How Not To Carve A Turkey: 10 Common Mistakes And How To Avoid Them Gallery

How Not to Carve a Turkey: 10 Common Mistakes and How to Avoid Them

You've labored over your Thanksgiving turkey for days, painstakingly brining, roasting, and basting until finally you've pulled a beautiful golden-brown bird from your oven. You've done everything right so far, but the final step — carving — can turn all your hard work into a scene from a horror film, your gorgeous gobbler shredded into unrecognizable, microscopic pieces of meat.

Carving a turkey doesn't have to be a dreaded task. It really isn't that hard as long as you avoid a few common mistakes. Basically, if you can carve a chicken, you can carve a turkey — and if you can't, you just need a little practice.

Set yourself up for success by arranging your tools. Use a large cutting board, because turkeys are enormous and you don't want your bird hanging off the board and rocking back-and-forth while you are trying to carve it.

Keep your cutting board from slipping by placing a damp towel or paper towels underneath, and have some extra ready-to-grab towels on the side so you can clean up any running juices.

Now that you know how to start, read on to find out how not to carve a turkey.

Not Letting Your Turkey Rest

Your bird isn't ready the moment it leaves the oven; instead, loosely tent your turkey and let it rest for about 20 minutes. Don't worry, with a bird that large, it will still be piping hot when you go to carve it, but the juices will have had time to redistribute, locking in all that flavor and succulence.

Using a Carving Fork

Carving forks damage the skin and don't provide as much grip and stability as your hand will. Skip the extra tool, and use a towel to protect your hand from the hot juices.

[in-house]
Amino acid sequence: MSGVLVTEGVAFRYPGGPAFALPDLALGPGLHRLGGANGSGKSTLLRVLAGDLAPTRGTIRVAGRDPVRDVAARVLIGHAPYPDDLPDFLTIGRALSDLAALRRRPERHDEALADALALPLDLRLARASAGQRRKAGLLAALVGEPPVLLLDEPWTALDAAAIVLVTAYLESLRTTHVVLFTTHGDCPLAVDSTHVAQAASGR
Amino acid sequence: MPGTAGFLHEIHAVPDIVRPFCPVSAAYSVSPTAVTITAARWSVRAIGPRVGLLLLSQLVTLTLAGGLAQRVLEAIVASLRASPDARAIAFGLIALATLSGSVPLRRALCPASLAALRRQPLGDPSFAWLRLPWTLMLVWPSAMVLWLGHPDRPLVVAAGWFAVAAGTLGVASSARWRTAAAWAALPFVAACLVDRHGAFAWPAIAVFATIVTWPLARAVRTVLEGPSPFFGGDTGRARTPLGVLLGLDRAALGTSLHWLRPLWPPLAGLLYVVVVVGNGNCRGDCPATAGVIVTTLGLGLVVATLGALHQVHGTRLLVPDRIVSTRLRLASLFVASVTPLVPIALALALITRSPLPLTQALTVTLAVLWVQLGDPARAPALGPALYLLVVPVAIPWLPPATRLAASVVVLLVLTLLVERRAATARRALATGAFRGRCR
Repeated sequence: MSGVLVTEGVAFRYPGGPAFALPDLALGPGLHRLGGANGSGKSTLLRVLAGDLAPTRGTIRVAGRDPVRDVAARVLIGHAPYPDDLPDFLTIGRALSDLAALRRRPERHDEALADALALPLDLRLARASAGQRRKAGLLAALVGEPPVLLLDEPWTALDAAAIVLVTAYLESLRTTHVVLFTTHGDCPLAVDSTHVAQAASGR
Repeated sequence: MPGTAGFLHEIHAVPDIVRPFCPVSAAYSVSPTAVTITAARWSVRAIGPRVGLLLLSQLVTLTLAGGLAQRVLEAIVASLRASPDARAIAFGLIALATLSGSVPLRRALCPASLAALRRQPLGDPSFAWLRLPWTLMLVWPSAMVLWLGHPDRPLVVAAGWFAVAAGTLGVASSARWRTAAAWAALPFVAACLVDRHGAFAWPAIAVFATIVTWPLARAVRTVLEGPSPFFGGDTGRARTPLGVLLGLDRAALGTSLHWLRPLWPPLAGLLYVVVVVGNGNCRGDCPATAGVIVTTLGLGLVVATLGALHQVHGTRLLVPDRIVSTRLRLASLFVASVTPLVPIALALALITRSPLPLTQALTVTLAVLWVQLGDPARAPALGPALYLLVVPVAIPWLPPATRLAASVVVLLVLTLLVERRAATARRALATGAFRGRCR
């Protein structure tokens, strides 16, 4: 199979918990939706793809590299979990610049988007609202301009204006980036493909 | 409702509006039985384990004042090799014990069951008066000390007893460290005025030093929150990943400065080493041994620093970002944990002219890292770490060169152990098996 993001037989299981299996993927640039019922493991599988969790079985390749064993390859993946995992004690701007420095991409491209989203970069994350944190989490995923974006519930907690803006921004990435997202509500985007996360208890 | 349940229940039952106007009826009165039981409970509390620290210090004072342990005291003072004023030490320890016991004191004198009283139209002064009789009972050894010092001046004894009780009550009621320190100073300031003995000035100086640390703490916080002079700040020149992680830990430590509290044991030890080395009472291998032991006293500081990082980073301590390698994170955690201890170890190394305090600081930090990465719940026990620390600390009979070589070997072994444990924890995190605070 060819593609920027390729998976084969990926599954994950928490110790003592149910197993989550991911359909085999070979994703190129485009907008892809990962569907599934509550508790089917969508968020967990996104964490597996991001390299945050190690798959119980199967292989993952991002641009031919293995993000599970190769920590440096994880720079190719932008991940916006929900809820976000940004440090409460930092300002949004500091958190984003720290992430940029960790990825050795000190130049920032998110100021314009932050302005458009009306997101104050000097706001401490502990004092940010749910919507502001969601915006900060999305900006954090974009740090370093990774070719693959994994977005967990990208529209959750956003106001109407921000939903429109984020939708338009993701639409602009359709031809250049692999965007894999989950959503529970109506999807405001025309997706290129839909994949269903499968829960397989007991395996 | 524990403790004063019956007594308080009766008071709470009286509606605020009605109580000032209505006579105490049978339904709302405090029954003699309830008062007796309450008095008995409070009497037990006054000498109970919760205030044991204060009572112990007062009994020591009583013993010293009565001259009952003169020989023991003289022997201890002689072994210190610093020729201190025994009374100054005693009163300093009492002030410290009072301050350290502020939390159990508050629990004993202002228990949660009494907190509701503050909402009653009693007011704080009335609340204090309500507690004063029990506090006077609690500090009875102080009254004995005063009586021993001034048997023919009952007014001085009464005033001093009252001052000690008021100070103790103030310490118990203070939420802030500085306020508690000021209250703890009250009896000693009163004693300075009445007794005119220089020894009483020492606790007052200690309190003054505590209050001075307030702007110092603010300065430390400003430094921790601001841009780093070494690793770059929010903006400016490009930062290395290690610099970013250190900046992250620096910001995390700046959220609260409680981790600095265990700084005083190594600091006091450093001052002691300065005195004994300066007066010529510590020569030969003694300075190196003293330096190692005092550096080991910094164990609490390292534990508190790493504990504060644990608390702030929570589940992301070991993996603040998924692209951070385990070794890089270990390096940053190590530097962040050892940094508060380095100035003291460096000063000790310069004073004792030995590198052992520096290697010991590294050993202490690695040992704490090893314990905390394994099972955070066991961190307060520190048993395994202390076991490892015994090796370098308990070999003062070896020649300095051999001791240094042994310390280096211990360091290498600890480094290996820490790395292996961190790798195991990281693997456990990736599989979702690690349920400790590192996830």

Using a Dull Knife

With every knife skill, including carving, a sharp knife is essential. Dull knives will get stuck and shred the meat. The goal when slicing through meat is to use a sweeping and not a sawing motion.

Removing the Stuffing Incorrectly

If you choose to stuff your bird, you will need to remove the stuffing without damaging the meat or tearing the skin before you start carving. Make an oval incision at the neck cavity, and then use a long-handled spoon to scoop the stuffing out of the bird.

Carving More Than You Need

It might seem like a good idea to break down the whole bird while you are at it, but the meat will dry out faster once it's cut, so if you really only need half of the meat for your Thanksgiving dinner, just carve half, and save the rest on the bone for later use in the ultimate Thanksgiving leftover sandwich or for healthy turkey soup recipes.

Removing the Wings First

Many people will start their carving by removing the wings before or after they remove the legs to get them out of the way before they start carving the breast meat. Just don't — the wings help stabilize the bird while you remove the breast meat. Remove the wings last.

Not Slicing the Thigh Meat

The thigh meat is tucked in behind the leg, so the skin is usually soggy. Luckily, while the skin isn't the delicious crackling skin you find on the breast meat, if cooked to 165 degrees Fahrenheit, the meat will be incredibly juicy. Remove any unappetizing skin and cut the meat into larger chunks so your guests can enjoy this cut better.

Not Removing the Breast Meat From the Bone Before Slicing

Slicing the breast meat on the bone is done often, but it shouldn't be. Instead, remove the whole breast in one piece to keep the crisped skin intact and to make slicing the breast meat widthwise easier. To do this, start at the center and cut straight down along the cartilage, then use the rib cage as a guide to free the meat from the bones.

Slicing the Breast Meat Against the Grain

This mistake is especially common when trying to slice the breast meat on the bone. Slice the meat in medallions by cutting straight down widthwise. This will ensure even pieces that will arrange beautifully on a platter.

Serving Your Meat on a Cold Platter

A cold or room temperature platter will cool off your food that much faster, so as a rule of thumb, just serve hot food on a hot plate and cold food on cold plates —that's just one of the important restaurant secrets every home cook should know.

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